More good news / bad news about Abu Ghraib: This Boston Globe front page story
notes that conditions are improving - slowly.
Fifteen months after the invasion, and just over a month after the prison abuse images shook the reputation of the US-led occupation in Iraq, military officials are eager to move past the scandal.
They've opened the prison facility to some Iraqi political leaders and recently allowed a Globe reporter a glimpse of reforms enacted at Abu Ghraib designed to improve quality of life and prevent repeat instances of abuse. Still, even the military commanders here admit that they haven't yet solved all the accumulated problems.
This week, some detainees started receiving a letter in Arabic explaining why they were being held, and whether they were slated for release or not. By the end of June, all 6,000 detainees held as threats to occupation soldiers will receive a status letter.
On the other hand, there's still a huge amount of work to do - not only are the detainees still in tents, taking casualties from mortar attacks, but the system still can't process incoming prisoners as fast as they arrive:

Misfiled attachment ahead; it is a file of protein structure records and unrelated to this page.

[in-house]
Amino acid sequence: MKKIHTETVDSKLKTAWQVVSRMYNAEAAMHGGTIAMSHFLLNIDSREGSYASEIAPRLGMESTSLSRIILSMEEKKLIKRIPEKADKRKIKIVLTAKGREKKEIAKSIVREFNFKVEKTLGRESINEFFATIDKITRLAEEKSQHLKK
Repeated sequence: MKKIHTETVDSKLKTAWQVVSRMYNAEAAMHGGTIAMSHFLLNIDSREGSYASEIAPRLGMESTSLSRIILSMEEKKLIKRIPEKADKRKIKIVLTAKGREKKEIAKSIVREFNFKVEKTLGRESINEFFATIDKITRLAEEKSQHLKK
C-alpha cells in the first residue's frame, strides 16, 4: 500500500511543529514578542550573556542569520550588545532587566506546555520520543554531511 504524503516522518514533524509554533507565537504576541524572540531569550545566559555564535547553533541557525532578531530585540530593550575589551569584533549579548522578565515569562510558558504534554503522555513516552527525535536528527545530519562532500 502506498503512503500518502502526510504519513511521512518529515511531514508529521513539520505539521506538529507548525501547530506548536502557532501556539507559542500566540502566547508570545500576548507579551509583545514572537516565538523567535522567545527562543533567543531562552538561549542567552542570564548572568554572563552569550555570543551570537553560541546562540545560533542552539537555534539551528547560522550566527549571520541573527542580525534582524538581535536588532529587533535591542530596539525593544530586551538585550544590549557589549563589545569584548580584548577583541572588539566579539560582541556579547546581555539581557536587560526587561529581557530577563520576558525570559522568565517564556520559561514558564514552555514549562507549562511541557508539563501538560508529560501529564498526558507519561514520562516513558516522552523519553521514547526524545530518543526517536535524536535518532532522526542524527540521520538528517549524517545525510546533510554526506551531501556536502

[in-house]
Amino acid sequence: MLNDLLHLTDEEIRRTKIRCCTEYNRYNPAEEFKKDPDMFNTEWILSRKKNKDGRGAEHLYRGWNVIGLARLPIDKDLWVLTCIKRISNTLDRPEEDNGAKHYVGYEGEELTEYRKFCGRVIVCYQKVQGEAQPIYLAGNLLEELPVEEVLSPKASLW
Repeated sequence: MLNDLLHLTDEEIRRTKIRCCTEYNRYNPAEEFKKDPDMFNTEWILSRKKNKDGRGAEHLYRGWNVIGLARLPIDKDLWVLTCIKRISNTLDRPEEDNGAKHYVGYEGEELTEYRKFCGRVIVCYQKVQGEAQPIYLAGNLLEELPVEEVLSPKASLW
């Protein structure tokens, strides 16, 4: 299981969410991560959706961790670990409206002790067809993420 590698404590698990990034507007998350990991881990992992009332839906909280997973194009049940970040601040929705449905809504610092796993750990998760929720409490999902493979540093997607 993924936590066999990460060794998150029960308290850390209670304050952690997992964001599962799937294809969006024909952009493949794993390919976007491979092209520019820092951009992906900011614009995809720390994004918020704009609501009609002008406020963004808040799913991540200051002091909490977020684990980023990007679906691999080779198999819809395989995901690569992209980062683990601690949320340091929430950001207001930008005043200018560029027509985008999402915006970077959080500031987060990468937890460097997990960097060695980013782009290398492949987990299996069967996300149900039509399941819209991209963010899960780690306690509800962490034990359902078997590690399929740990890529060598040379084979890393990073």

The Americans in charge acknowledge that about half of all detainees are still set free for lack of evidence once the United States gets around to looking at their paperwork, and 15 percent of cases aren't even reviewed before the six-month deadline required under the Geneva Conventions.
Also worthy of note (although more on the bad news side of the scale) is this AP article
, which notes that Army policy prohibits using private contractors to handle interrogations, although local commanders can override this policy on a case-by-case basis:( Collapse )
Sigh. At least there is some